How To Choose Between Multiple Job Offers

We talked about handling a job application rejection before, but what happens when the shoe is on the other foot? What happens if you find that you’re faced with several job offers, and you’re stuck with the tough job of deciding which one to accept. We know it’s difficult, but remember there are far worse positions to be in!

If you’re undecided about which offer to accept or which to turn down, list the pros & cons of each offer. Here are the big questions you should be asking yourself when writing your list:

What are the career development options?

Future potential is one of the most important factors to consider when deciding which offer to accept. You should already have a good idea about which of the companies can provide better career development options through research, the size of the company and discussions with interviewers. If one of the companies is offering an excellent internal training program and a clear path to your desired position, you should seriously be considering it. It all depends on what you’re looking to get out of a career. For example, many people want to experience working overseas, so the priority would be selecting a multinational with good internal transfer schemes.

What is the culture of each company?

Choosing the right organizational culture is a crucial part of your work-life balance and happiness in the workplace. Selecting the right culture for you also plays a role in your career success because you need to work in an environment where you will thrive. There is no right answer when choosing one culture over another because everyone’s working style and personality are different. We have covered this topic extensively in the past, and you can read more into it here.

How does the management styles of the potential bosses compare?

The recruitment process requires you to undergo several interviews. At least one of those rounds will be conducted by your potential boss. He/she may have been the one asking the questions, but try to recall the way the questions were asked and their body language. Were the interviews very formal in a question-answer format? Or did they play out more like an informal chat? Try and use these cues to figure out the kind of management style your line manager adopts. Your boss will play a huge part in your success at your new job, so do take this into consideration when deciding which offer to accept.

What opportunities are the companies facing at the moment?

While weighing up your options, another point to consider is each of the companies positions in the current market. You will already know this (or at least you should know!) from the research you did as part of the interview prep. You can also check out recent company updates on their social/professional networks as well. Look out for good market conditions in your company’s sector, recent management changes and a strong reputation/image.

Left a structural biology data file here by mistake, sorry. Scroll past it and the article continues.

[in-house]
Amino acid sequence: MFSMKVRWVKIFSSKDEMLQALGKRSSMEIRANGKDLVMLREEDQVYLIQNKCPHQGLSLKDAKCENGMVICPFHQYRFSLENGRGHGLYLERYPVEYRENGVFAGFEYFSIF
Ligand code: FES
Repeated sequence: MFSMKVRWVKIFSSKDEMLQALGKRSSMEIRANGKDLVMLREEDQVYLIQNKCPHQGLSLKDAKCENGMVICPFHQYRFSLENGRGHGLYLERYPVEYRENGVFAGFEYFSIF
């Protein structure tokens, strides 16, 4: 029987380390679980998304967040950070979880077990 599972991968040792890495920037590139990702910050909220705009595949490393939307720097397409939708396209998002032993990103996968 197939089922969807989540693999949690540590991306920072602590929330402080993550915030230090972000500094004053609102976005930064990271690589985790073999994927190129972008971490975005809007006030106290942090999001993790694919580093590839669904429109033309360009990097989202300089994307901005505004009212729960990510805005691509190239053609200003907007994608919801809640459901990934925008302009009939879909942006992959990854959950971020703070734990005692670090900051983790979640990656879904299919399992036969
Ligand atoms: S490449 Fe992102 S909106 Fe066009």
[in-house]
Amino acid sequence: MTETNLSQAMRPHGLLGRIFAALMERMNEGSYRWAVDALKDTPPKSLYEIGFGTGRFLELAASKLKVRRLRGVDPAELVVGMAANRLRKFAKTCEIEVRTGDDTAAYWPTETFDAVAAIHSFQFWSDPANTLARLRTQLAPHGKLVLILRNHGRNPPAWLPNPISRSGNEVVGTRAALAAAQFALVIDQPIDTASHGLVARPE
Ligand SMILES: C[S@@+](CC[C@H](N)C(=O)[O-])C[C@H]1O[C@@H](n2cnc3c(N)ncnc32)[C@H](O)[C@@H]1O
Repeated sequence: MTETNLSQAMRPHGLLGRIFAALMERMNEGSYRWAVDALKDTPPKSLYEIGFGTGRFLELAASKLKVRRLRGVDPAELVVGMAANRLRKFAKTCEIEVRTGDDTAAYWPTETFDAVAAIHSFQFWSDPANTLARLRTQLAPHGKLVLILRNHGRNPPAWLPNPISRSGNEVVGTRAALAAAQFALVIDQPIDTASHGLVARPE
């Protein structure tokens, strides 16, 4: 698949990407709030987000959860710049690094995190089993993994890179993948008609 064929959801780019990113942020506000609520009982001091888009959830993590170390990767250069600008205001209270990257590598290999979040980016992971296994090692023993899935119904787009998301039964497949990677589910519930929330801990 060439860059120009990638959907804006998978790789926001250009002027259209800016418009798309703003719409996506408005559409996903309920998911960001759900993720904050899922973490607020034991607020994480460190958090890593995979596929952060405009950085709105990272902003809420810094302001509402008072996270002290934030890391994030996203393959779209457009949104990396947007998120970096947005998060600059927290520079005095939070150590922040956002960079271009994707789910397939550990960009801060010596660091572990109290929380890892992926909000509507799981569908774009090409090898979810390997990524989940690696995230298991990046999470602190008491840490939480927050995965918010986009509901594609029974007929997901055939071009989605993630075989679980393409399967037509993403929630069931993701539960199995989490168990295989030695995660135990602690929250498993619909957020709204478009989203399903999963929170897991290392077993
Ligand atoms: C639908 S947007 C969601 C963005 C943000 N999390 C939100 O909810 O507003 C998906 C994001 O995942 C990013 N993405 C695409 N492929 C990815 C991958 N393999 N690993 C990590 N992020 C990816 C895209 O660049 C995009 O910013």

Are there training and/or travel opportunities?

As we mentioned before, having an established training scheme is a big pull factor and should be a strong incentive for you as a potential employee. This is especially relevant if you’re a junior or mid-level candidate. Make sure you are fully aware of the training programs available at each of the companies before you make a decision. Travel opportunities – although might not be the most important factor - are a nice little perk to have! As Singapore tends to be the regional office for most multinational organizations, employees in Thailand often have reporting lines there, which means being able to travel for progress meetings and training. It’s a huge selling point that companies use to attract talent, and is something you might want to jot down in the “pros’’ section if either of your potential companies is offering this opportunity.

How do the packages compare?

Everyone wants to be compensated fairly for their work; it’s part of feeling like you’re genuinely a valued employee of an organization. That being said, the salary package shouldn’t be the deciding factor behind accepting one job offer over another. As a ballpark figure, you should expect a 20% increase in your salary package compared to your previous job.

If you’re not sure how some of the points we’ve covered relate to your offers – ask! If you don’t feel it’s appropriate contacting the company directly, ask your recruiter. We have most likely worked with the companies (as our clients) for years, so we have helpful insight into what it’s really like to work with them.